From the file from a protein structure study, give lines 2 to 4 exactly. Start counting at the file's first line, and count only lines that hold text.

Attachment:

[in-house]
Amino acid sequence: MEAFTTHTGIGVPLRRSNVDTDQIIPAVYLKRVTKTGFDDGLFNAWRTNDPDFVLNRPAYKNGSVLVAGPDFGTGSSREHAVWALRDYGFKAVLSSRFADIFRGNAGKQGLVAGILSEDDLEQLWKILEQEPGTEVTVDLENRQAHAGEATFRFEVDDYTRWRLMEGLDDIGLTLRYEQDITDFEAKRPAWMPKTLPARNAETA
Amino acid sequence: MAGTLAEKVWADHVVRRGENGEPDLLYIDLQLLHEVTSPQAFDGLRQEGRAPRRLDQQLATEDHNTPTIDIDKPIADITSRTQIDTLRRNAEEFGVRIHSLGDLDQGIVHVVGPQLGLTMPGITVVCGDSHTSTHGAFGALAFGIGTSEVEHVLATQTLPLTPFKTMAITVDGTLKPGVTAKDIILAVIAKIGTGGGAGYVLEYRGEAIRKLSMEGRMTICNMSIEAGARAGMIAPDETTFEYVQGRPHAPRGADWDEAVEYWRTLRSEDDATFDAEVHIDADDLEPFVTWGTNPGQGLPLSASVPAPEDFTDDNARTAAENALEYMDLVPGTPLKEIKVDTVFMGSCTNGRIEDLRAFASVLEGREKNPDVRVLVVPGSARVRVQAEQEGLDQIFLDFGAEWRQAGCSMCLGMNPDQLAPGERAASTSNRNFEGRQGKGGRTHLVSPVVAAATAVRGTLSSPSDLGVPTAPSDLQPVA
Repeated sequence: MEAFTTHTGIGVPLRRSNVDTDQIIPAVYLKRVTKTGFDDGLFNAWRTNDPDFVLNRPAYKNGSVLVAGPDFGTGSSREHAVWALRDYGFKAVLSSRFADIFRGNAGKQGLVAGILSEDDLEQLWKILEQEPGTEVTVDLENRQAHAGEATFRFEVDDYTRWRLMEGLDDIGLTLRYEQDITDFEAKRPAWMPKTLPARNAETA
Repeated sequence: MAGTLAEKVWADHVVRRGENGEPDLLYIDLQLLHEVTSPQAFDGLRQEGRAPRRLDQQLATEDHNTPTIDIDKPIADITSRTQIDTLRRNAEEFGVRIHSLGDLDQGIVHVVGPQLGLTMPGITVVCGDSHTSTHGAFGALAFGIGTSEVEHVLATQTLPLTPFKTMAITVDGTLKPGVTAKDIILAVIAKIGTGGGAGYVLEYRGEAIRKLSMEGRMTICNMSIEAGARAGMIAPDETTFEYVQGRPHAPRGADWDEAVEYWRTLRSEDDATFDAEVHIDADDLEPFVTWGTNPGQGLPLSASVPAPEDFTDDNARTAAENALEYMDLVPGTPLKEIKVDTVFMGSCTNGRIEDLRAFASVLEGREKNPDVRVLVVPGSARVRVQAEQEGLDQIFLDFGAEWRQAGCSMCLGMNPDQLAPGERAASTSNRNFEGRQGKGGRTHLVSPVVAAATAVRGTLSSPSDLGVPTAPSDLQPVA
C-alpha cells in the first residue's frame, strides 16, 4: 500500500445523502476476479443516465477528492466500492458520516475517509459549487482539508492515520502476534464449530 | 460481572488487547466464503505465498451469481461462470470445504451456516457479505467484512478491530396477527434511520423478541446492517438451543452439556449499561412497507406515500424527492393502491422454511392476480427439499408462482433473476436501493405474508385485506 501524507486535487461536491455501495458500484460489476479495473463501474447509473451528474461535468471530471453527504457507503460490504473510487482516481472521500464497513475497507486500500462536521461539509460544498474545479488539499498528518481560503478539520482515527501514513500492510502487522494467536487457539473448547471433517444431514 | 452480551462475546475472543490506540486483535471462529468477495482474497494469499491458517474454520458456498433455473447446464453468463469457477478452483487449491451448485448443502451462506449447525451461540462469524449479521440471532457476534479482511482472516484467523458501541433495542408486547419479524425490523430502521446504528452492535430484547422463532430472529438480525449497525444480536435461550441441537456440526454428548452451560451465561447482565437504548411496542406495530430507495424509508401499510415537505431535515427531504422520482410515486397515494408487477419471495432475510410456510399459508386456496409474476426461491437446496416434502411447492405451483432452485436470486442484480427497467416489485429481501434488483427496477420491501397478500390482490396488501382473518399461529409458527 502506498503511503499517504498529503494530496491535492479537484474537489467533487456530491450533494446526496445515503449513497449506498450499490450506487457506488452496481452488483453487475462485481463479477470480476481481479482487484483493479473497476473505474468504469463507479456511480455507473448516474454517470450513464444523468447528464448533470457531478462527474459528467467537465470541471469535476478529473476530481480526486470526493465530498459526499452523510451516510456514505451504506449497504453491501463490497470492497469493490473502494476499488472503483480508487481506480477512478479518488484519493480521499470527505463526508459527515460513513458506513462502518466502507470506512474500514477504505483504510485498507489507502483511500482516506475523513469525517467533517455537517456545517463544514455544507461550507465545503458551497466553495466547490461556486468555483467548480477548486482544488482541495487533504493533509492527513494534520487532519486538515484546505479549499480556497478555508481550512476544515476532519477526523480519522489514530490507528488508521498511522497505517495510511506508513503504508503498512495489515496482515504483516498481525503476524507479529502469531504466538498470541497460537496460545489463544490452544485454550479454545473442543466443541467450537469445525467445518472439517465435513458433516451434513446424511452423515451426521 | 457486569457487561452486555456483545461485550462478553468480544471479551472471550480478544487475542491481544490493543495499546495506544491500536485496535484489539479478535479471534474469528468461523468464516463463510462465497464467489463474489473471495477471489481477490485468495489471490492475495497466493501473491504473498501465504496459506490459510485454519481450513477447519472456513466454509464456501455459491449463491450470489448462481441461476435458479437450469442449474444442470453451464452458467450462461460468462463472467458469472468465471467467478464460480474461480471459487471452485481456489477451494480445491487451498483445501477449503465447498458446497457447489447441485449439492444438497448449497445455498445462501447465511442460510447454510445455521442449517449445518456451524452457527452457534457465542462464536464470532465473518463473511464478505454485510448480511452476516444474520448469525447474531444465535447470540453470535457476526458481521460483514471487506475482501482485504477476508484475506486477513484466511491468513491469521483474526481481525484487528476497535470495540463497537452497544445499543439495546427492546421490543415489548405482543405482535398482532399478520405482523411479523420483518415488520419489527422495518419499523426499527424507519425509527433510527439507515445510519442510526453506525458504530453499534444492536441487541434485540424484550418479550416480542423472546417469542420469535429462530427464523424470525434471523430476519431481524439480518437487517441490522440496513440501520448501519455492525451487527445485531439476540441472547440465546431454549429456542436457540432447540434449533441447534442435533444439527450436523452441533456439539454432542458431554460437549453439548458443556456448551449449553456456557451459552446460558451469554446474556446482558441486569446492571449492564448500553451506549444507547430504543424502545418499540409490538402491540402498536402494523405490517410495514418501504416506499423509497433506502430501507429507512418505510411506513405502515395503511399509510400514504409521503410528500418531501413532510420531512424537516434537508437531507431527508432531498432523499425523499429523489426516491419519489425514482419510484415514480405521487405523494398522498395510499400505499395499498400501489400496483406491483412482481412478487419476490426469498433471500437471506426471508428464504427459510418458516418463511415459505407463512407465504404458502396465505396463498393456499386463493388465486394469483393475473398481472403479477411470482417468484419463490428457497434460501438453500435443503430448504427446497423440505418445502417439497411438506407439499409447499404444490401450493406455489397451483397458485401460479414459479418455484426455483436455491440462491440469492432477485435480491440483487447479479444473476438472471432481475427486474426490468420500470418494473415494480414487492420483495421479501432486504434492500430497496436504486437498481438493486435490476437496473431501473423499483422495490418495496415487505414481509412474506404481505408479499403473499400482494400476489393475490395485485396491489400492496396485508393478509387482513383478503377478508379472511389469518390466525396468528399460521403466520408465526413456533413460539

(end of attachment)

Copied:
Amino acid sequence: MEAFTTHTGIGVPLRRSNVDTDQIIPAVYLKRVTKTGFDDGLFNAWRTNDPDFVLNRPAYKNGSVLVAGPDFGTGSSREHAVWALRDYGFKAVLSSRFADIFRGNAGKQGLVAGILSEDDLEQLWKILEQEPGTEVTVDLENRQAHAGEATFRFEVDDYTRWRLMEGLDDIGLTLRYEQDITDFEAKRPAWMPKTLPARNAETA
Amino acid sequence: MAGTLAEKVWADHVVRRGENGEPDLLYIDLQLLHEVTSPQAFDGLRQEGRAPRRLDQQLATEDHNTPTIDIDKPIADITSRTQIDTLRRNAEEFGVRIHSLGDLDQGIVHVVGPQLGLTMPGITVVCGDSHTSTHGAFGALAFGIGTSEVEHVLATQTLPLTPFKTMAITVDGTLKPGVTAKDIILAVIAKIGTGGGAGYVLEYRGEAIRKLSMEGRMTICNMSIEAGARAGMIAPDETTFEYVQGRPHAPRGADWDEAVEYWRTLRSEDDATFDAEVHIDADDLEPFVTWGTNPGQGLPLSASVPAPEDFTDDNARTAAENALEYMDLVPGTPLKEIKVDTVFMGSCTNGRIEDLRAFASVLEGREKNPDVRVLVVPGSARVRVQAEQEGLDQIFLDFGAEWRQAGCSMCLGMNPDQLAPGERAASTSNRNFEGRQGKGGRTHLVSPVVAAATAVRGTLSSPSDLGVPTAPSDLQPVA
Repeated sequence: MEAFTTHTGIGVPLRRSNVDTDQIIPAVYLKRVTKTGFDDGLFNAWRTNDPDFVLNRPAYKNGSVLVAGPDFGTGSSREHAVWALRDYGFKAVLSSRFADIFRGNAGKQGLVAGILSEDDLEQLWKILEQEPGTEVTVDLENRQAHAGEATFRFEVDDYTRWRLMEGLDDIGLTLRYEQDITDFEAKRPAWMPKTLPARNAETA